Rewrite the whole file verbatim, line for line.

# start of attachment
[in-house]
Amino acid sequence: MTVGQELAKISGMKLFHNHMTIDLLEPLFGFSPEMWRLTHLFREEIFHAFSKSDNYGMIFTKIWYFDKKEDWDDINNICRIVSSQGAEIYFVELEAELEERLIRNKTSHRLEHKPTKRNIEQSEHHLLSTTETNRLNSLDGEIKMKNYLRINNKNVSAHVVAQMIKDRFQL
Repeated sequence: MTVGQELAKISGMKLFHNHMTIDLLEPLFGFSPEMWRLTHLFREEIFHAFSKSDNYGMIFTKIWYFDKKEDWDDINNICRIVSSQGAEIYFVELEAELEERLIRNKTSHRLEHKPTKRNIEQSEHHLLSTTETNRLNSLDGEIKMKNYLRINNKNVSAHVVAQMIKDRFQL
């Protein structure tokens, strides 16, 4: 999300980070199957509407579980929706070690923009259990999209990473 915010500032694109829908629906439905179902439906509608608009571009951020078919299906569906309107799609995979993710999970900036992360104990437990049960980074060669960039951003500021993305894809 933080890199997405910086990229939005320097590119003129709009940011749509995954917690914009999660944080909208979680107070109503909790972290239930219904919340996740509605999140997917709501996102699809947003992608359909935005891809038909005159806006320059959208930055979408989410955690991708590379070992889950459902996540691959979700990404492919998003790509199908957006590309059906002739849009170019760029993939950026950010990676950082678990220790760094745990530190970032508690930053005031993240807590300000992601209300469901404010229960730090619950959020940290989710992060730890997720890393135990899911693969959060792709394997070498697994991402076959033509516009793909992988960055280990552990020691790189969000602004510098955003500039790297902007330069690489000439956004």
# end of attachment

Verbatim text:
[in-house]
Amino acid sequence: MTVGQELAKISGMKLFHNHMTIDLLEPLFGFSPEMWRLTHLFREEIFHAFSKSDNYGMIFTKIWYFDKKEDWDDINNICRIVSSQGAEIYFVELEAELEERLIRNKTSHRLEHKPTKRNIEQSEHHLLSTTETNRLNSLDGEIKMKNYLRINNKNVSAHVVAQMIKDRFQL
Repeated sequence: MTVGQELAKISGMKLFHNHMTIDLLEPLFGFSPEMWRLTHLFREEIFHAFSKSDNYGMIFTKIWYFDKKEDWDDINNICRIVSSQGAEIYFVELEAELEERLIRNKTSHRLEHKPTKRNIEQSEHHLLSTTETNRLNSLDGEIKMKNYLRINNKNVSAHVVAQMIKDRFQL
């Protein structure tokens, strides 16, 4: 999300980070199957509407579980929706070690923009259990999209990473 915010500032694109829908629906439905179902439906509608608009571009951020078919299906569906309107799609995979993710999970900036992360104990437990049960980074060669960039951003500021993305894809 933080890199997405910086990229939005320097590119003129709009940011749509995954917690914009999660944080909208979680107070109503909790972290239930219904919340996740509605999140997917709501996102699809947003992608359909935005891809038909005159806006320059959208930055979408989410955690991708590379070992889950459902996540691959979700990404492919998003790509199908957006590309059906002739849009170019760029993939950026950010990676950082678990220790760094745990530190970032508690930053005031993240807590300000992601209300469901404010229960730090619950959020940290989710992060730890997720890393135990899911693969959060792709394997070498697994991402076959033509516009793909992988960055280990552990020691790189969000602004510098955003500039790297902007330069690489000439956004």